NRF beat AFFO estimates by $.42/share! They took full advantage of the great market in the 4th quarter, unlike RAS. Schaeffer needs to step up to the plate and be more aggressive. Problem is he's still "shell shocked" by the recession and is scared to step it up.
NRF surprised me. Kudos to them. A lot is going right there. One of the big things that is going right has been their ability to raise money. NRF was about to raise over three times more investment capital than RAS in 2012. I would note here that this difference in capital raise is NOT about aggressiveness. RAS was doing everything it could to raise capital last year. It was more about market reaction. When NRF did a capital raise early in the year the market stalled the upward movement of its price for a while, but it didn't punish the stock. When RAS did a smaller capital raise at about the same time, the market pummelled it by taking the price down about a third (from above $6 to about about $4. The same difference can be found elsewhere, but that differerence is fading. Both did large secondaries at the end of 2012 and had their price rise from the offering price. Expect that both will do capital raises again before the end of 3Q, much as NCT did this week.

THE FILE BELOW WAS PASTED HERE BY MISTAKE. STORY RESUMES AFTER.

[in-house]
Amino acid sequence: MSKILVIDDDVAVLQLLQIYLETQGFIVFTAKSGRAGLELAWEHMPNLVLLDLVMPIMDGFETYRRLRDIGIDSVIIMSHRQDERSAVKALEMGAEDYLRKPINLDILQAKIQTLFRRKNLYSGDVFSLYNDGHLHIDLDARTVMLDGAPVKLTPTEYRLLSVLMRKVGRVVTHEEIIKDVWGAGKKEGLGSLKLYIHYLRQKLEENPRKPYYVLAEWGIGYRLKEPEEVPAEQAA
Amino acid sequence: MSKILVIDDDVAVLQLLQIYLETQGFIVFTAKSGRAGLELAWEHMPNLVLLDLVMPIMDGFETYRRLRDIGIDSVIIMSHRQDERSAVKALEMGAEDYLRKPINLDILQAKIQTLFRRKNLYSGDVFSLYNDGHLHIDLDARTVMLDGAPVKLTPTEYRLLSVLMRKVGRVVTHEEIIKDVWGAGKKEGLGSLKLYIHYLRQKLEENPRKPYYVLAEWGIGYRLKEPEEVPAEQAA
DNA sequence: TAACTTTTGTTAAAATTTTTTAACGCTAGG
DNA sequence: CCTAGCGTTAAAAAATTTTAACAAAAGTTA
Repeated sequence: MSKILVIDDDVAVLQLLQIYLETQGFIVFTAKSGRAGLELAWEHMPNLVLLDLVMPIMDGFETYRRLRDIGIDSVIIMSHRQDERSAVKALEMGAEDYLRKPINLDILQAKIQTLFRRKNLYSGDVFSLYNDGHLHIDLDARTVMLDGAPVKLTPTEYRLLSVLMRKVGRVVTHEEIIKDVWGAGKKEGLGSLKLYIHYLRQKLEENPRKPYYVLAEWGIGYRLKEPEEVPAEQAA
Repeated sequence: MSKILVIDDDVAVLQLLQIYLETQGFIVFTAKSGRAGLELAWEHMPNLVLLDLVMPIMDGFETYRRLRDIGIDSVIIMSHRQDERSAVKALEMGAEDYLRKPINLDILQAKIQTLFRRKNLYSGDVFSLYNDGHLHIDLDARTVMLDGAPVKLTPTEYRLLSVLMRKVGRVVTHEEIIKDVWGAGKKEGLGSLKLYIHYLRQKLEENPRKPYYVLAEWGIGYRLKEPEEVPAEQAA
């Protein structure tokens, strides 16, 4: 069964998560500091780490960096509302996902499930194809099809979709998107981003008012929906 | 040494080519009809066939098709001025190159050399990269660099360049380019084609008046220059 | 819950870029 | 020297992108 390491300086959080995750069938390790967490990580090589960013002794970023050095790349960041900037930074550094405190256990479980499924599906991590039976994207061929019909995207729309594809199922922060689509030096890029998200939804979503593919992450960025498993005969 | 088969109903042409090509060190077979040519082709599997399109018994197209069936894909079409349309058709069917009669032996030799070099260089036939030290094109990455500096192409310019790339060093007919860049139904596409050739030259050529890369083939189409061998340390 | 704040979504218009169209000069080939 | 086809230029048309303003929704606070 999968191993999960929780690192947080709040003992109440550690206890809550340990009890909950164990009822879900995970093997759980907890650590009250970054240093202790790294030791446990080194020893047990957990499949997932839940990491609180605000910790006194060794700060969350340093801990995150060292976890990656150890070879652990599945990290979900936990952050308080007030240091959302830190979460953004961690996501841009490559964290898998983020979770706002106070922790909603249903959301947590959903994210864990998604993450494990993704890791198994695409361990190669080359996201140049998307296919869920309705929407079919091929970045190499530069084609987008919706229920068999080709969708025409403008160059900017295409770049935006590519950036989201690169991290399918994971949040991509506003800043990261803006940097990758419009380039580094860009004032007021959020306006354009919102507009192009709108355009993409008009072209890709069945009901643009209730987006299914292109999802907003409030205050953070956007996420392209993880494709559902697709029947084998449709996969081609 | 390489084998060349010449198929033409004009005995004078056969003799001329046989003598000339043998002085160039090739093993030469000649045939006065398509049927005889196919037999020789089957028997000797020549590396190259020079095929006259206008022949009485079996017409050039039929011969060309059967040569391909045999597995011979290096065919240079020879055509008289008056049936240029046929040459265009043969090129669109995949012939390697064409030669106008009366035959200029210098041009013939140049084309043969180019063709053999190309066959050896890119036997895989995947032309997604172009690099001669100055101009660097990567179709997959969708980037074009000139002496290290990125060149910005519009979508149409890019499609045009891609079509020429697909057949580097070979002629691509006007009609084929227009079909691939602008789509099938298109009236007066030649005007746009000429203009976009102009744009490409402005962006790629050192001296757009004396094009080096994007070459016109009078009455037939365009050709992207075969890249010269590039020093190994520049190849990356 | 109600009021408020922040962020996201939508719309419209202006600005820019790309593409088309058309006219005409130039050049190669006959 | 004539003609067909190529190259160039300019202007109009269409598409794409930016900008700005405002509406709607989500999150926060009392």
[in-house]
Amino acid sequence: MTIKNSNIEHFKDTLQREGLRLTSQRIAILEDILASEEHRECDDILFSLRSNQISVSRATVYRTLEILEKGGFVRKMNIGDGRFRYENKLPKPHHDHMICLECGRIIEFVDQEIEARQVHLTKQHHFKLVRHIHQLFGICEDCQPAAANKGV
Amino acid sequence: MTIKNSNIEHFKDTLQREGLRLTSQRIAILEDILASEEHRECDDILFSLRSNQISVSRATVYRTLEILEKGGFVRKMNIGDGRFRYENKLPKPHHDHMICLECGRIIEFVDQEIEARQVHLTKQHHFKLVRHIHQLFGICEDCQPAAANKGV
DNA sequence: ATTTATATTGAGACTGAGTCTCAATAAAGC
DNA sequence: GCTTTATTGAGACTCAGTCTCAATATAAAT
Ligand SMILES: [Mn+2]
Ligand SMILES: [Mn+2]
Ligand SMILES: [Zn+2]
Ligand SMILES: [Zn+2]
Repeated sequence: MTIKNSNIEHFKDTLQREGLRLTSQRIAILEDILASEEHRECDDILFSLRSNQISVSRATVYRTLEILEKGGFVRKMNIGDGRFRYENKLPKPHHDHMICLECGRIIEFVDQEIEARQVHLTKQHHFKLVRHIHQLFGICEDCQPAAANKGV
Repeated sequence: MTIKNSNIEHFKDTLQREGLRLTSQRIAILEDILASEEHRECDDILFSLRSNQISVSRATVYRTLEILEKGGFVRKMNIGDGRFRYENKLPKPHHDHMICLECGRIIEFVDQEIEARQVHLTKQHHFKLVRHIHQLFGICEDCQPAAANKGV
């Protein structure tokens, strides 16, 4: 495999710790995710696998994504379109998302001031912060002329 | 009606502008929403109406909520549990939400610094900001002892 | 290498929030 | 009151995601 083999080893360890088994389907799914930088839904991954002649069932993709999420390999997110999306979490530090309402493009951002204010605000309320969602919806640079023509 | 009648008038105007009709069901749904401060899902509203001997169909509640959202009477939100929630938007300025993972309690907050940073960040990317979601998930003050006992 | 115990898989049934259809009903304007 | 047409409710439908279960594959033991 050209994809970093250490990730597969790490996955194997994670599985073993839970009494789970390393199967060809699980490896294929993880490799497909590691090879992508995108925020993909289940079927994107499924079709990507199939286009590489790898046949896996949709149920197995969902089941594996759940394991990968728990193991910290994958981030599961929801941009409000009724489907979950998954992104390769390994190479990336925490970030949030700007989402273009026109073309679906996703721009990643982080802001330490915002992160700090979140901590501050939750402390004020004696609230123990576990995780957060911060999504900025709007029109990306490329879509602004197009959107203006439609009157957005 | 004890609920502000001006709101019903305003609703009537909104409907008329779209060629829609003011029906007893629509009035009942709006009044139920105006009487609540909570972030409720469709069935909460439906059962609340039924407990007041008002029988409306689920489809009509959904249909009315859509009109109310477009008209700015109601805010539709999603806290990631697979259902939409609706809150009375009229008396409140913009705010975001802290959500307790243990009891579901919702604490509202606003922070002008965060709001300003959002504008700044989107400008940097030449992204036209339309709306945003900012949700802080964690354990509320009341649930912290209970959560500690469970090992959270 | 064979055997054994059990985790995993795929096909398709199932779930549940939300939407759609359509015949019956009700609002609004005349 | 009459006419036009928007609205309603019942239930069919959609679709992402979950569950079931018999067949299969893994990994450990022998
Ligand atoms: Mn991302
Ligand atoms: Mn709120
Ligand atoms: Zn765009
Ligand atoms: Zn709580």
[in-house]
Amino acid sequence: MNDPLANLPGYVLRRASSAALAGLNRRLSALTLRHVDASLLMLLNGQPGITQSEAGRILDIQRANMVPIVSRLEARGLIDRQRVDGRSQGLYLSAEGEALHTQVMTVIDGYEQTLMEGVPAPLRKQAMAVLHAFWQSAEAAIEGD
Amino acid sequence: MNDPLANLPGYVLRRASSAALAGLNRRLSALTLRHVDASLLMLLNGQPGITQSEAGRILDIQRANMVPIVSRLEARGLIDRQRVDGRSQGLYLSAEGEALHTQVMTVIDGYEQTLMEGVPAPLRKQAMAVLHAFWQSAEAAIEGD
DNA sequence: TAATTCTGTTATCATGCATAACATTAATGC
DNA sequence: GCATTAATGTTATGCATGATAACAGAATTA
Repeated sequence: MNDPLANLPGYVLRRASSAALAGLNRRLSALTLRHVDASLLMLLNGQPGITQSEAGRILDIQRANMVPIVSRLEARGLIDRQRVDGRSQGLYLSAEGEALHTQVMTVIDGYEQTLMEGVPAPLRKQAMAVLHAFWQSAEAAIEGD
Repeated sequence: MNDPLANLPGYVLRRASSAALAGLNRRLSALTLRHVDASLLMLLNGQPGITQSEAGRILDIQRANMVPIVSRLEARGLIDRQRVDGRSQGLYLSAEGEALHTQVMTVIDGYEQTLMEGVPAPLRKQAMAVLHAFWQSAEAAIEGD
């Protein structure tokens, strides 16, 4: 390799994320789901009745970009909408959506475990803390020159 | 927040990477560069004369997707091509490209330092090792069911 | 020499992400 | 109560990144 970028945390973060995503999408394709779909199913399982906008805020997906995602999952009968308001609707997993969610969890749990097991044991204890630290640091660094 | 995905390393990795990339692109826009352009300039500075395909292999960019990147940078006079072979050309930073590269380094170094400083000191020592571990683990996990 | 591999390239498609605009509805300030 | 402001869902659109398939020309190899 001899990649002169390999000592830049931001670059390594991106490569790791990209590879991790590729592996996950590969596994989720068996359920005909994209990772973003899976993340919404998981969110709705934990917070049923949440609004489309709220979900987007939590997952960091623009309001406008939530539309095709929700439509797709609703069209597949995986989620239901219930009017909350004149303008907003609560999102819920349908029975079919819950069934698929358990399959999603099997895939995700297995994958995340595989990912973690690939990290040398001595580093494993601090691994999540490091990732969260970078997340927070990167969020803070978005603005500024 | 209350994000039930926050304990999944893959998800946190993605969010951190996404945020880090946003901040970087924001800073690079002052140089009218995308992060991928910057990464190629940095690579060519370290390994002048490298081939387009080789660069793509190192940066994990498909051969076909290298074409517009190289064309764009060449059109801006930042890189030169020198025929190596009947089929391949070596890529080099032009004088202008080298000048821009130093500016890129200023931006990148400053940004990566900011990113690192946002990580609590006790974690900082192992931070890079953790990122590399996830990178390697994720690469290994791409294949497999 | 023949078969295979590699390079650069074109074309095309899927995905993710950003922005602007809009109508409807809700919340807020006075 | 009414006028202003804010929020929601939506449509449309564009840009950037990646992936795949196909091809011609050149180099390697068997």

The difference in capital raises leads to another big difference. NRF successfully wrote a CMBS in 4Q. RAS will probably do the same in 2Q. The difference in timing will be more about the earlier access the market gave NRF to capital rather than inaggressiveness.
NRF's non-traded REIT is doing great (indeed, it accounts for well over half of NRF's capital raise in 2012). If, as you surmise, Salman was fired, it may well be because NRF's non-traded REIT was so much more successful in its early going That said, they are different NTReits with different terms, and RAS' NTREIT accounted for at least 20% of its capital raise in 2012 (e.g. it is working out, if slowly).
That said, if NRF's results seem a little too good to be true, look no further than the last addition to its AFFO adjustments: $117.4M of non-cash unrealized gains from fair-value adjustments. Bad news: without that non-cash adjustment NRF lost money by all of its metrics (an AFFO of -12M. This is the kind of sleight of hand that continues to make me wary of NRF. The market loves it, of course, but it's an accounting profit rather than a real one.
I've seen that before in other industries and companies. I dealt with one retailer that had gone through bankruptcy and their entire plan going forward was to structure everything so that they would NEVER go bankrupt again.
In some ways it can be healthy to make sure one doesn't make the same errors again, but as you point out one can miss significant upside too.
I think RAS was just a step behind many others getting their new investment cash in place. As you can see RAS has found recourse debt to be anathema............no more digging out with debt for equity swaps when business gets tough.